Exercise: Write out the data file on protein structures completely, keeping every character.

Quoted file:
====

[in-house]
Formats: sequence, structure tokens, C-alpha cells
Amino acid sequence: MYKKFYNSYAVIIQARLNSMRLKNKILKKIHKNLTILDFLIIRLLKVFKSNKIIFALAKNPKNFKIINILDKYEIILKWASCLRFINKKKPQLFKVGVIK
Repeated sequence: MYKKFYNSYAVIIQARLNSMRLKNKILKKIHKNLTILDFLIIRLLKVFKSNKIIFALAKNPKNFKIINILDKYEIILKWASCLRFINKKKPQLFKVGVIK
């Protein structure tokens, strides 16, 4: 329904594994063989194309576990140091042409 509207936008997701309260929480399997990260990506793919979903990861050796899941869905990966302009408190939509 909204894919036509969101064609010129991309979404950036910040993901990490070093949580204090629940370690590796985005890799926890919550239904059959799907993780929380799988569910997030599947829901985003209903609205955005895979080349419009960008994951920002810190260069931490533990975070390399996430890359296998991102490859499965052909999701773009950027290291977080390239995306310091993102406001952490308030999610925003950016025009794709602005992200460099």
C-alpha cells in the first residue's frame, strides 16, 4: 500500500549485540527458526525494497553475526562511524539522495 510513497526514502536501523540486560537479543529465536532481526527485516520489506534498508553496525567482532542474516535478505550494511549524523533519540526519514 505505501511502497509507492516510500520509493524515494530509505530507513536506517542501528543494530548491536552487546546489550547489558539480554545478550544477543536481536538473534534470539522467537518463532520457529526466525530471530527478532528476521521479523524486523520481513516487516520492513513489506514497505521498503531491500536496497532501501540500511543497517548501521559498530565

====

[in-house]
Formats: sequence, structure tokens, C-alpha cells
Amino acid sequence: MYKKFYNSYAVIIQARLNSMRLKNKILKKIHKNLTILDFLIIRLLKVFKSNKIIFALAKNPKNFKIINILDKYEIILKWASCLRFINKKKPQLFKVGVIK
Repeated sequence: MYKKFYNSYAVIIQARLNSMRLKNKILKKIHKNLTILDFLIIRLLKVFKSNKIIFALAKNPKNFKIINILDKYEIILKWASCLRFINKKKPQLFKVGVIK
């Protein structure tokens, strides 16, 4: 329904594994063989194309576990140091042409 509207936008997701309260929480399997990260990506793919979903990861050796899941869905990966302009408190939509 909204894919036509969101064609010129991309979404950036910040993901990490070093949580204090629940370690590796985005890799926890919550239904059959799907993780929380799988569910997030599947829901985003209903609205955005895979080349419009960008994951920002810190260069931490533990975070390399996430890359296998991102490859499965052909999701773009950027290291977080390239995306310091993102406001952490308030999610925003950016025009794709602005992200460099």
C-alpha cells in the first residue's frame, strides 16, 4: 500500500549485540527458526525494497553475526562511524539522495 510513497526514502536501523540486560537479543529465536532481526527485516520489506534498508553496525567482532542474516535478505550494511549524523533519540526519514 505505501511502497509507492516510500520509493524515494530509505530507513536506517542501528543494530548491536552487546546489550547489558539480554545478550544477543536481536538473534534470539522467537518463532520457529526466525530471530527478532528476521521479523524486523520481513516487516520492513513489506514497505521498503531491500536496497532501501540500511543497517548501521559498530565